7. van Drongelen S., de Groot S., Veeger, H.E., Angenot, E.L., Dallmeijer, A.J., Post, M.W., et al. (2006) Upper extremity musculoskeletal pain during and after rehabilitation in wheelchair-using persons with a spinal cord injury. Spinal Cord, 44, 152-159. doi:10.1038/
  8. Haisma, J.A., Bussmann, J.B., Stam, H.J., Sluis, T.A., Bergen, M.P., Dallmeijer, A.J., et al. (2006) Changes in physical capacity during and after inpatient rehabilitation in subjects with a spinal cord injury. Archives of Physical Medicine and Rehabilitation, 87, 741-748. doi:10.1016/j.apmr.2006.02.032
  9. Haskell, W.L. (1994) J.B. Wolffe Memorial Lecture. Health consequences of physical activity: Understanding and challenges regarding dose-response. Medicine & Science in Sports & Exercise, 26, 649-660. doi:10.1249/00005768-199406000-00001
  10. Van Den Berg, R., De Groot, S., Swart, K.M. and van der Woude, L.H. (2010) Physical capacity after 7 weeks of low-intensity wheelchair training. Disability and Rehabilitation, 32, 1717-1721. doi:10.3109/09638281003649961
  11. Niesing, R., Eijskoot, F., Kranse, R., den Ouden, A.H., Storm, J., Veeger, H.E., et al. (1990) Computer-controlled wheelchair ergometer. Medical & Biological Engineering & Computing, 28, 329-238. doi:10.1007/BF02446151
  12. Janssen, T.W., van Oers, C.A., Hollander, A.P., Veeger, H.E. and van der Woude, L.H. (1993) Isometric strength, sprint power and aerobic power in individuals with a spinal cord injury. Medicine & Science in Sports & Exercise, 25, 863-870. doi:10.1249/00005768-199307000-00016
  13. Garby, L. and Astrup, A. (1987) The relationship between the respiratory quotient and the energy equivalent of oxygen during simultaneous glucose and lipid oxidation and lipogenesis. Acta Physiologica Scandinavica, 129, 443-444.
  14. Karvonen, M., Kentala, E. and Mustala, O. (1957) The effects of training on heart rate. A longitudinal study. Annals of Medicine and Experimental Biology Fenn, 35, 307-315.
  15. Frontera, W., Dawson, D. and Slovik, D. (2006) Exercise in rehabilitation medicine. 2nd Edition, Human Kinetics Publishers, Champaign.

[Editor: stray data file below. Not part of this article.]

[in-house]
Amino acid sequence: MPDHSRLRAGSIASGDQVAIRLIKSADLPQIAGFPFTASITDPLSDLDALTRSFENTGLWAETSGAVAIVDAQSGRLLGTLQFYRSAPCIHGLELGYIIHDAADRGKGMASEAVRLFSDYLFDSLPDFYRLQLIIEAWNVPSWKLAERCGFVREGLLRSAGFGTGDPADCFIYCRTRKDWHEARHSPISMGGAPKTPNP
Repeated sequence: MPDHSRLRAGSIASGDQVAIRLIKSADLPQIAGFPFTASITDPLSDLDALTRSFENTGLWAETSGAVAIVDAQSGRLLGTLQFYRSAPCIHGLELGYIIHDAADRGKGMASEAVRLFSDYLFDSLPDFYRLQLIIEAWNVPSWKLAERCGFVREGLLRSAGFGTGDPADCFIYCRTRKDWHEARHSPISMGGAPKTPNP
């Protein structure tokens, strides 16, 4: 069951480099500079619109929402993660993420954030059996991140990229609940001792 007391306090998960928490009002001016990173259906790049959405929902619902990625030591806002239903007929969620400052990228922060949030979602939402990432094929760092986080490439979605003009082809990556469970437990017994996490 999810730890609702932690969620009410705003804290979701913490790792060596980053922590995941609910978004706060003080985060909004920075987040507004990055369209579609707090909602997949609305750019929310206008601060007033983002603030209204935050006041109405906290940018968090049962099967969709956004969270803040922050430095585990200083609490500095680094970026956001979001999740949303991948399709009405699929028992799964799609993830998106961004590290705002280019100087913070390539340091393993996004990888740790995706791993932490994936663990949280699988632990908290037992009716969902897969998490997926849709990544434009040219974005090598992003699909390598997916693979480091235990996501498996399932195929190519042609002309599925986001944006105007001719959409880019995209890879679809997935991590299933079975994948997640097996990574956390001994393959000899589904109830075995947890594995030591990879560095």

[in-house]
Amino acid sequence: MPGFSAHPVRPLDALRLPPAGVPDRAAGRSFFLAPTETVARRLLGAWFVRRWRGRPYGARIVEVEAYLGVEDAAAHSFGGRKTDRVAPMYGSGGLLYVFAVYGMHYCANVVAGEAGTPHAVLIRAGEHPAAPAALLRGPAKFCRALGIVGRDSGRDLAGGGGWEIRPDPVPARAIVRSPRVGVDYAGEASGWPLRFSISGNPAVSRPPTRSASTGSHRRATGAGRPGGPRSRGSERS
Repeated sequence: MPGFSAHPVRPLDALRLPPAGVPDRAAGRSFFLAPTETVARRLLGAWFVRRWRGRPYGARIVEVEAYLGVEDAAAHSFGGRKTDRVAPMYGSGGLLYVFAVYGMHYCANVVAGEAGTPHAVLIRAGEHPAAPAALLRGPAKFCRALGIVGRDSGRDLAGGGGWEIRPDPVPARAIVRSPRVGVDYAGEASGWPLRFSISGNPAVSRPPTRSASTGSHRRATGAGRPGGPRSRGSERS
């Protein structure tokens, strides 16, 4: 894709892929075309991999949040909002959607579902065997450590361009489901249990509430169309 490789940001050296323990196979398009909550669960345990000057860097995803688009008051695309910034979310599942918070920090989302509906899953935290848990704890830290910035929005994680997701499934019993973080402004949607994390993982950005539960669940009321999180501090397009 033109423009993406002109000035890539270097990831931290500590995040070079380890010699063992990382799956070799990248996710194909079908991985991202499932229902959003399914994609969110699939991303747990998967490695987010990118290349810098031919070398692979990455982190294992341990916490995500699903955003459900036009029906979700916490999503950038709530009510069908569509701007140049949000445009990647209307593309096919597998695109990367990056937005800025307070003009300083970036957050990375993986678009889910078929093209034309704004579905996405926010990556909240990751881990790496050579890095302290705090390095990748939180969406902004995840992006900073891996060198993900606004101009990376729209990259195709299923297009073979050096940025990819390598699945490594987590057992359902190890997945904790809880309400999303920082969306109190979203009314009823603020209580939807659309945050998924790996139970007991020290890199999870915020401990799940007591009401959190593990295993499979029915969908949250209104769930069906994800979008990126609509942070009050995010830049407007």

16. De Groot, S., Veeger, H.E.J., Hollander, A.P. and van der Woude, L.H.V. (2003) Adaptations in physiology and propulsion techniques during the initial phase of learning manual wheelchair propulsion. Archives of Physical Medicine and Rehabilitation, 82, 504-510. doi:10.1097/01.PHM.0000069941.77921.AA
  17. De Groot, S., Veeger, H.E.J., Hollander, A.P. and van der Woude, L.H. (2002) Wheelchair propulsion technique and mechanical efficiency after 3 wk of practice. Medicine & Science in Sports & Exercise, 34, 756-766. doi:10.1097/00005768-200205000-00005
  18. Dallmeijer, A.J., van der Woude, L.H.V. and Pathuis, C.S. (1999) Adaptations in wheelchair propulsion technique after training in able-bodied subjects. In: van der Woude, L.H.V., Hopman, M.T.E. and van Kemenade, C.H., Eds., Biomedical Aspects of Manual Wheelchair Propulsion IOS Press, Amsterdam, 224-226.
  19. Badenhop, D.T., Cleary, P.A., Schaal, S.F., Fox, E.L. and Bartels, R.L. (1983) Physiological adjustments to higheror lower-intensity exercise in elders. Medicine & Science in Sports & Exercise, 15, 496-502. doi:10.1249/00005768-198315060-00010
  20. Belardinelli, R., Capestro, F., Misiani, A., Scipione, P. and Georgiou, D. (2006) Moderate exercise training improves functional capacity, quality of life and endothelium-dependent vasodilation in chronic heart failure patients with implantable cardioverter defibrillators and cardiac resynchronization therapy. European Journal of Cardiovascular Prevention & Rehabilitation, 13, 818-825. doi:10.1097/01.hjr.0000230104.93771.7d
  21. Burnham, T.R. and Wilcox, A. (2002) Effects of exercise on physiological and psychological variables in cancer survivors. Medicine & Science in Sports & Exercise, 34, 1863-1867. doi:10.1097/00005768-200212000-00001
  22. Davenport, M.H., Giroux, I., Sopper, M.M. and Mottola, M.F. (2011) Postpartum exercise regardless of intensity improves chronic disease risk factors. Medicine & Science in Sports & Exercise, 43, 951-958. doi:10.1249/MSS.0b013e3182051155
  23. van der Scheer, J.W., de Groot, S., Postema, K., Veeger, D.H. and van der Woude, L.H. (2012) Design of a randomized-controlled trial on low-intensity aerobic wheelchair exercise for inactive persons with chronic spinal cord injury. Disability and Rehabilitation. doi:10.3109/09638288.2012.709301